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to-the-bright-edge-of-the-worldIt has been a long time since I have been as wholly consumed by a book as I was by To the Bright Edge of the World by Eowyn Ivey when I read it earlier this year.  It felt like kismet, to find a book so beautifully written, so wonderfully imagined and so, so perfectly tailored to my interests.  I do not think you could have pried it out of my hands when I was reading it and yet I read so slowly, so carefully, not wanting to miss a detail and desperately wanting to prolong the experience.

The book tells the story of Colonel Allen Forrester and his wife, Sophie.  Newly married, the two are separated when Allen is charged with leading a small expedition into a wild, unmapped region of Alaska in the winter of 1885.  Sophie, originally keen to join her husband on this great adventure, instead finds herself confined to the stultifying military barracks in Vancouver, Washington, pregnant with a long-for child.

Separated, the two keep diaries with an eye to sharing them once reunited.  It is through these journals that we learn their story, supplemented by a few letters between them, the writings of other members of Allen’s expedition, and the contemporary correspondence between Walt Forrester, Allen’s great-nephew, and a young Alaskan museum curator to whom he is sending all the documents.  Yes, it is my favourite of all literary techniques: the epistolary novel.  And rarely have I seen it used to better effect.

Allen quickly finds himself in a completely foreign world as he journeys up the Wolverine River Valley with his men (the same setting used in Ivey’s debut novel, The Snow Child).  Their expedition is poorly planned and badly provisioned so they are forced to rely on the help of those they encounter: a few white men but mostly native communities.  And even as he finds himself stunned by the harsh magnificence of the places he travels through, Allen finds himself deeply unsettled by the stories he hears and the things he sees in this unbelievable land: beasts who turn into men, a woman eternally shrouded by fog, and a man who sleeps in trees, perched like a raven.  As starvation and illness take hold, the wild world seems firmly in control and Allen and his men powerless to resist long enough to ever get home.

Sophie, meanwhile, faces a struggle of her own back in Vancouver, feeling alone without any news of her husband and ill-suited to the gossipy socialising of the other army wives.  She retreats into herself and into her new hobby: photography.  Already a keen naturalist, she finds herself trying to capture the living world even as, far away, her husband finds himself in daily conflict with it.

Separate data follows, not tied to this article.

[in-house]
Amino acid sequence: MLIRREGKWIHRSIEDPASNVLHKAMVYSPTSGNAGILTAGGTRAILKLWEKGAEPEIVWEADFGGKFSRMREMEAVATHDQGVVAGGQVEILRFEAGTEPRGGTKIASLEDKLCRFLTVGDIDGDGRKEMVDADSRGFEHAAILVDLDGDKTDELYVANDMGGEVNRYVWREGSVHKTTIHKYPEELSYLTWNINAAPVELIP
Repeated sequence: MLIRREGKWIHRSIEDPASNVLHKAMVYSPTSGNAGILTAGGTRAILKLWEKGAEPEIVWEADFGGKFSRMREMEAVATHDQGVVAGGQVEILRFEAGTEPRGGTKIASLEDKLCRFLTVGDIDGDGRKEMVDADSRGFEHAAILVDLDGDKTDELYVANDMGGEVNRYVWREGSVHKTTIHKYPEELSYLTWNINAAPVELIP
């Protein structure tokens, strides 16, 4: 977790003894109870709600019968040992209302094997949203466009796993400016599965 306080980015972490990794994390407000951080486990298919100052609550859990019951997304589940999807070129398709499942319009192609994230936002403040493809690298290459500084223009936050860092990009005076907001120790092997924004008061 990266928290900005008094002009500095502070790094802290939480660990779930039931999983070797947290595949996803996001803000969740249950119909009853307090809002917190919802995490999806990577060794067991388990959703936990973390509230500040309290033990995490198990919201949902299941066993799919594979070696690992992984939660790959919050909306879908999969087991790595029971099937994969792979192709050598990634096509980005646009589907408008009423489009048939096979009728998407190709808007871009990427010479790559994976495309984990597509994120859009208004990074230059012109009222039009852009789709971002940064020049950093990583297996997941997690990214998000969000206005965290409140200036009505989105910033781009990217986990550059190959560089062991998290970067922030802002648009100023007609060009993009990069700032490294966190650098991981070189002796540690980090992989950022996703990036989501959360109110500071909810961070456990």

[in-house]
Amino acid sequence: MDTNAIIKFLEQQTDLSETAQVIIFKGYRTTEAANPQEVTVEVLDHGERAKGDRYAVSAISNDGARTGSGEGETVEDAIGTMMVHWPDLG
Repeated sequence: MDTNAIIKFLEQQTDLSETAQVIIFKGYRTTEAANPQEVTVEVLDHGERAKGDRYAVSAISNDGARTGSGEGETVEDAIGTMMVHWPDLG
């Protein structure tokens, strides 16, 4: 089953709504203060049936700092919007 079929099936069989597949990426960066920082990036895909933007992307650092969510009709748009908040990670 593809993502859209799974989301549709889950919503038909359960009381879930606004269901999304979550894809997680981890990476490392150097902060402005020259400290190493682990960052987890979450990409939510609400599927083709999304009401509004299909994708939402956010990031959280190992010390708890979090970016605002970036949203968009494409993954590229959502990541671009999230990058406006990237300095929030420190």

I hardly know where to start in my list of what makes this book so extraordinarily satisfying.  Part of it is certainly that it is a tale of the North.  There aren’t a lot of those anymore (I’m not sure there ever have been in American lit, though the North is a CanLit obsession) and there certainly aren’t many with this level of thoughtfulness or cultural detail.  Ivey weaves in First Nation tales beautifully and even the eeriest among them are comfortingly familiar to the stories I’ve heard since childhood.  Through these stories, she keeps reality suspended in the most magical way.

But without Sophie and Allen the book would just be a beautiful shell.  They are its heart.  They are both strong and intelligent people, capable of demanding our respect, but, having found one another, are touchingly vulnerable in their joy at having someone else to love so completely.  The separation is a burden to them both, perhaps especially to Allen, who, having married late in life, is delighted by the thought of becoming a father but heartsick knowing he will not be returning before the birth.  But Sophie is isolated in a way that Allen, facing daily peril, is not and her quieter, inner struggle is no less powerful.

Oh, writing this has made me remember how much I love this book.  I want to read it all over again.  It is an adventure story, a haunting suspense story, and a quiet, steadfast love story.  It is, in short, everything you could want in a novel.  I cannot recommend it highly enough and you can be certain it will appear on my list of favourite reads at the end of the year.